Why do you think The Road Dance is an important story to tell?
“What I love about it as a film is that it is character-driven. It doesn’t rely on the explosions, the pyrotechnics or the special effects. It is rooted in realism, and it is about one story in this world war, that affected so many people in so many different ways across the world. It tells the story of a young girl who was left behind, and how she rises up and shows strength and resilience in a world that is stacked against her.”
Did you have a favourite scene to film?
“The road dance itself. We had the whole cast together and we tried to keep spirits up and make it look like a party when a hurricane was coming in! There was also a swimming scene that was crazy to film, it was so cold. I had to just scream and run in.
“I loved the war scene too. They cleared an old quarry, and it was so atmospheric to act in. That was an amazing day, that all the boys really enjoyed.”
What was your favourite memory from making The Road Dance?
“That’s difficult, there really are so many. The cast all went for a day out in Harris, and we saw beautiful waterfalls and scenery. That was the last weekend, when the film had all been wrapped, so we were sad it was coming to an end, and it was good to have a day out altogether.
“I also loved working with Hermione Corfield, she led from the front from the beginning. I watched her work and I felt supported, so that was great. All the cast really were wonderful to work with. We all had to band together and catch lightening in a bottle, and I think that’s what we did.”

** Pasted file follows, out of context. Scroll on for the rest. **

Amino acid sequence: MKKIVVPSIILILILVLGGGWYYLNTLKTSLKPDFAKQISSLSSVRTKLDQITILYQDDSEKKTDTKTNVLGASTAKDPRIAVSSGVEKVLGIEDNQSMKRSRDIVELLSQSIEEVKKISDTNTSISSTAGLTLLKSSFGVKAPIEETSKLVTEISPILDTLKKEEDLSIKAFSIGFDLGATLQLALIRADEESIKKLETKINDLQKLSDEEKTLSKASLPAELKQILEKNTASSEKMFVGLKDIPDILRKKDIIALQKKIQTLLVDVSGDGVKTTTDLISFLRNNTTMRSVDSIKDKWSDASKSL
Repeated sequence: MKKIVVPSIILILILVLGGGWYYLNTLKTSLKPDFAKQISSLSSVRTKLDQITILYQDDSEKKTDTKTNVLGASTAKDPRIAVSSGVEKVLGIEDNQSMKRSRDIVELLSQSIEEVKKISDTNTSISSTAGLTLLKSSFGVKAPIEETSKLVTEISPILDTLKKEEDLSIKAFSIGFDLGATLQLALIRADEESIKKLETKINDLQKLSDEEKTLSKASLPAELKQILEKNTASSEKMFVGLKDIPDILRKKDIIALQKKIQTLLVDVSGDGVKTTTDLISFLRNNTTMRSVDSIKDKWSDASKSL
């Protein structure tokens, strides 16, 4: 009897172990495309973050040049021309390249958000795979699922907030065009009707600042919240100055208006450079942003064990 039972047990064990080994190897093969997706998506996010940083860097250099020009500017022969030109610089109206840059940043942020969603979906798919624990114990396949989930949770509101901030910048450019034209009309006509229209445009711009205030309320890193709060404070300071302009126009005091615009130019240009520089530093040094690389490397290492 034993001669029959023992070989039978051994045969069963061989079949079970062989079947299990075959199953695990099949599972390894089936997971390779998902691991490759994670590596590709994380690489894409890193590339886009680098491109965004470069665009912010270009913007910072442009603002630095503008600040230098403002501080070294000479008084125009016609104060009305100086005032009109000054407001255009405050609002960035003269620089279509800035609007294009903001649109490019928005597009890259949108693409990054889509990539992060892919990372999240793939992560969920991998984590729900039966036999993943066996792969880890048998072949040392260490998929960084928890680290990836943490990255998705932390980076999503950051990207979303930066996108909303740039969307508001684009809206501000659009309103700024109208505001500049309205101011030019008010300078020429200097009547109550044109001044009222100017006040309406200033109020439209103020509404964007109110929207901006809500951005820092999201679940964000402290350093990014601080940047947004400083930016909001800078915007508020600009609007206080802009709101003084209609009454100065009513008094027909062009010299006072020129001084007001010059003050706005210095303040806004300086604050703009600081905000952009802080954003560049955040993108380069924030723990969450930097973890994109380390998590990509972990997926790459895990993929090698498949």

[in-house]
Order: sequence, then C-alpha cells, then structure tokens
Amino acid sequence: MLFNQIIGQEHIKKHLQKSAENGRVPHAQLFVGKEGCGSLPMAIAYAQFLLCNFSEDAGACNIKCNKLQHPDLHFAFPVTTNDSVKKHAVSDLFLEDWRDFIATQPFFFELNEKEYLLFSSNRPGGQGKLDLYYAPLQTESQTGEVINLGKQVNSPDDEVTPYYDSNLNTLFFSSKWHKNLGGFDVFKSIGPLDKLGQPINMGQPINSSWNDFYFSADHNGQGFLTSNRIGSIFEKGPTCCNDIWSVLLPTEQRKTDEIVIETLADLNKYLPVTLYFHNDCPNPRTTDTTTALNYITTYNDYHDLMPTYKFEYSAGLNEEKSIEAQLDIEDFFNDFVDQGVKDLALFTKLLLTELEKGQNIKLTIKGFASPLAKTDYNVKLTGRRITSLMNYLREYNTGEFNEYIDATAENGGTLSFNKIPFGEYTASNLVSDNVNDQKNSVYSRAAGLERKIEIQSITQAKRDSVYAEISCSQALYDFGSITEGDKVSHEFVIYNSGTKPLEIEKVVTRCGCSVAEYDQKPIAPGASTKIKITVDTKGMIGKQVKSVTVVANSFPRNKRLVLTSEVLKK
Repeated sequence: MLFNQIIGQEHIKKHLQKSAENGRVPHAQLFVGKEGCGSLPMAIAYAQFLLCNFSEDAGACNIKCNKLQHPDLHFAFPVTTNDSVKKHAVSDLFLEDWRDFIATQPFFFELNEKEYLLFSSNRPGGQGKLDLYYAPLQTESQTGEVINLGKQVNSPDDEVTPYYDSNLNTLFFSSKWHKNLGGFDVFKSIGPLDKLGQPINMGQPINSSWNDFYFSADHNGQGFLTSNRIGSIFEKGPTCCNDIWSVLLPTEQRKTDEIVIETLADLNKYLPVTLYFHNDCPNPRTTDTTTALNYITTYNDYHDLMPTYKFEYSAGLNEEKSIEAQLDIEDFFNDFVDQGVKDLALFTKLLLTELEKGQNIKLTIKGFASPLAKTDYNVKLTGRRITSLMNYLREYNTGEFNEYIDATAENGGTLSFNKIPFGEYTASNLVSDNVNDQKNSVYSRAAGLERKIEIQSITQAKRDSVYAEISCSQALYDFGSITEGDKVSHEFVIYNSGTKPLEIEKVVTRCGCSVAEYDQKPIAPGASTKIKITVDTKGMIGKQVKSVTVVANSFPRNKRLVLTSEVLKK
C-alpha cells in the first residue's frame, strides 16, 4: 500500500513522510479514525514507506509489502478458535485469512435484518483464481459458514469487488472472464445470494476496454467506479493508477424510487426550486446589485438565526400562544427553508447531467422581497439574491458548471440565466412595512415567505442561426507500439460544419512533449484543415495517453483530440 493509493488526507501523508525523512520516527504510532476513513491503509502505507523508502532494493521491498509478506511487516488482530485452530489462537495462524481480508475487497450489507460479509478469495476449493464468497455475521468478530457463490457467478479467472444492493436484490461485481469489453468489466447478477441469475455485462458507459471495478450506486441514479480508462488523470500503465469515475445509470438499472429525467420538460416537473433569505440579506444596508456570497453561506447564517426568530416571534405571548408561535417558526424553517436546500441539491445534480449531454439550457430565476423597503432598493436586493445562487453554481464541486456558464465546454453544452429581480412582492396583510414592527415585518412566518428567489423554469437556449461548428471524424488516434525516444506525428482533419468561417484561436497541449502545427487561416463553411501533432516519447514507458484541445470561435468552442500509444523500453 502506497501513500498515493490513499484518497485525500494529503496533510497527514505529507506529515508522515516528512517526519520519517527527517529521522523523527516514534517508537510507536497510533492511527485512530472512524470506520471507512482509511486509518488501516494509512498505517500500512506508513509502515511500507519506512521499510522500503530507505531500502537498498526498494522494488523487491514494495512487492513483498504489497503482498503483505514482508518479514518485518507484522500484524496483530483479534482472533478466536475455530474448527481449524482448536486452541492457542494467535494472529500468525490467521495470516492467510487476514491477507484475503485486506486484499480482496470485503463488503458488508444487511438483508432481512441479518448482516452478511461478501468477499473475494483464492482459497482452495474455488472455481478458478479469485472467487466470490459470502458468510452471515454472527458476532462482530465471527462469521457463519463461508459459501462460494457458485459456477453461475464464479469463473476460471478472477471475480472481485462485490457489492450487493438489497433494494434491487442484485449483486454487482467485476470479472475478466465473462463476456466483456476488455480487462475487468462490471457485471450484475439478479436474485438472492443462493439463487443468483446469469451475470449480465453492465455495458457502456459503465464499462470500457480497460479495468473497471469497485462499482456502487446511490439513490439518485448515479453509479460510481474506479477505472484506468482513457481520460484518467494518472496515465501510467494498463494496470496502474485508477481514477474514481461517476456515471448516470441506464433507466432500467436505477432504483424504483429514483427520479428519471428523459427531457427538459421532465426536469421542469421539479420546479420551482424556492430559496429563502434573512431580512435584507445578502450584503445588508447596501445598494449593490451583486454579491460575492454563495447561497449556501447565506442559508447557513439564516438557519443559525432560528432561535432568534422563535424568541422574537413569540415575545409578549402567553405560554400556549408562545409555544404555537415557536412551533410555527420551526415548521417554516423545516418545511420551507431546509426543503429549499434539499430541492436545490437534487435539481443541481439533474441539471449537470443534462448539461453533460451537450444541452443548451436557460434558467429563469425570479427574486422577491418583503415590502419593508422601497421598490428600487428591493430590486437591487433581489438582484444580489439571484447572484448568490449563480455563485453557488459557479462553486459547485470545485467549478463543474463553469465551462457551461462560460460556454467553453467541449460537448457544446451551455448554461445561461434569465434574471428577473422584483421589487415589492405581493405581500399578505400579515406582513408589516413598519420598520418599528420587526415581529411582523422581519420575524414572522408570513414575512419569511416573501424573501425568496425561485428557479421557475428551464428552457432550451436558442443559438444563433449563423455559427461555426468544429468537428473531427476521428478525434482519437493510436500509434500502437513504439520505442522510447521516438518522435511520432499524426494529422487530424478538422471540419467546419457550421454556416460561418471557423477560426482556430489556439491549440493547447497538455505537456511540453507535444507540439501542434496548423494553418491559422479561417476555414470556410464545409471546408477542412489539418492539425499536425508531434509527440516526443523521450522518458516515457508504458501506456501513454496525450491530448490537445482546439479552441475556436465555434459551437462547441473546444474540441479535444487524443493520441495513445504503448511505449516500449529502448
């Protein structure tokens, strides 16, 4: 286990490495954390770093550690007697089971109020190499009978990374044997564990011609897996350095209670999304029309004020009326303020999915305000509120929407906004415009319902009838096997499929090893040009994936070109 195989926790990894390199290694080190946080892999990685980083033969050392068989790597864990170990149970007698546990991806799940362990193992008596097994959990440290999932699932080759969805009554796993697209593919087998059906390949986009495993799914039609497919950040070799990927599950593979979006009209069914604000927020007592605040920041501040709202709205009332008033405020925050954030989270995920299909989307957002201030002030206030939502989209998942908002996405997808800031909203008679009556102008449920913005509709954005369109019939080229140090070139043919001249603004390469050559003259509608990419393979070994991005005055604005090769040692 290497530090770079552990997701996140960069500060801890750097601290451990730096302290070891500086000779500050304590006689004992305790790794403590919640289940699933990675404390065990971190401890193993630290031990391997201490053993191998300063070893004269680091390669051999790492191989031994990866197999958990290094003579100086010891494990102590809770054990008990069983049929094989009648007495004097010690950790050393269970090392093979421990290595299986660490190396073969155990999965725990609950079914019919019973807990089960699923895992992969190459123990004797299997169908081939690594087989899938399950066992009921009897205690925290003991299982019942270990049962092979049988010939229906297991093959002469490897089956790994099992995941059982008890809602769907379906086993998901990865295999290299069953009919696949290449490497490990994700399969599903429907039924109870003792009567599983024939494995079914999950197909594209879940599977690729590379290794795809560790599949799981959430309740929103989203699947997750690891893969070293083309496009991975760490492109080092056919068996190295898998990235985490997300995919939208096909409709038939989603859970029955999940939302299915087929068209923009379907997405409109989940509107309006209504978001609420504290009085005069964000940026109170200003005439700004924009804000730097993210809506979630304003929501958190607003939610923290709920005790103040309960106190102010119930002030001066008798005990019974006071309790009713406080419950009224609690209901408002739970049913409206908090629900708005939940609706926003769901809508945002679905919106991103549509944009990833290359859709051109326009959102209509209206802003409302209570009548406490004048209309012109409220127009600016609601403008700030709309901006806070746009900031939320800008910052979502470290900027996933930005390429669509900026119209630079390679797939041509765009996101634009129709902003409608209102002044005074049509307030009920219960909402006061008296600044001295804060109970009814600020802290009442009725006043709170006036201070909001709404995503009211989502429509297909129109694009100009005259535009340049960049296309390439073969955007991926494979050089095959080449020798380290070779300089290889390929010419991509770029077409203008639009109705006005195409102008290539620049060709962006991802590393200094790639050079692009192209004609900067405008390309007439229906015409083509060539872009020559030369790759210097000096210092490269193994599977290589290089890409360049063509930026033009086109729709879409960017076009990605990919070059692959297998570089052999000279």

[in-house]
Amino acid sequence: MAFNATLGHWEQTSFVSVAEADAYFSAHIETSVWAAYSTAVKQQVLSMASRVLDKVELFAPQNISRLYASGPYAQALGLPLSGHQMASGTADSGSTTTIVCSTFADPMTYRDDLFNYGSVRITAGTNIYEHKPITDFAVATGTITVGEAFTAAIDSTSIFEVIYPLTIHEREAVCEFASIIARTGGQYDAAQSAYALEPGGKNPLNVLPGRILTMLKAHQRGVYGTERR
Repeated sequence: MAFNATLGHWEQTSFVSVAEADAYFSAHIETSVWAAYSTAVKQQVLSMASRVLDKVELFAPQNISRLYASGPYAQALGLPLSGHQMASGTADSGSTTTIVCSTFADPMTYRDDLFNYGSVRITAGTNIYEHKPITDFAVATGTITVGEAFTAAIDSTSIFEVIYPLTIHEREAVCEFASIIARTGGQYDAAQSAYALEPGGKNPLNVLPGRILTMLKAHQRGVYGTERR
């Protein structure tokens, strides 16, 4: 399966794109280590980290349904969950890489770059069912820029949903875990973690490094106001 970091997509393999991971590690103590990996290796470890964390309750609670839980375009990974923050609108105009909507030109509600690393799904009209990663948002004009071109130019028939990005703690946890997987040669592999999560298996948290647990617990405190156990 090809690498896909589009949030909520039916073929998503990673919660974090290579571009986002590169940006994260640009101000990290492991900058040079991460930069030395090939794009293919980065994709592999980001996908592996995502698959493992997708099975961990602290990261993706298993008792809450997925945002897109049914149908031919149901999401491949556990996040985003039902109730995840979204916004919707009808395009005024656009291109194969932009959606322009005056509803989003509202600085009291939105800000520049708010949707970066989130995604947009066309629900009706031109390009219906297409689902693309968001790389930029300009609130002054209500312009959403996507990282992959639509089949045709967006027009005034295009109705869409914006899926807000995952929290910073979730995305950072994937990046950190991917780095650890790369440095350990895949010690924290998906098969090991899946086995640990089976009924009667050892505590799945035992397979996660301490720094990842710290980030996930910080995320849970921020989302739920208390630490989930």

Meet the author: John Mackay
We were also lucky enough to catch up with the author of The Road Dance, John MacKay, about writing and researching the book, the draw of the Isle of Lewis, and how it felt to have his novel adapted for film.
Your family are from the Outer Hebrides, do you visit often?
“I try to visit every year, often more than once. The Isle of Lewis is a touchstone for me. I still have aunts and cousins there, which adds to the pleasure of going.”
What do you think is so special about the Isle of Lewis?
“First and foremost, it is the land and seascape. The island beaches are beautiful and quiet and such a contrast to the hectic life of the city. Time slips away when you are sitting on a shoreline as the sea strokes the sand and the wind shifts around you. History is never far away, and I can see the marks of my forebears all around me and that gives me an incredibly strong connection.”
The story is loosely based on true events. How did you go about researching the book?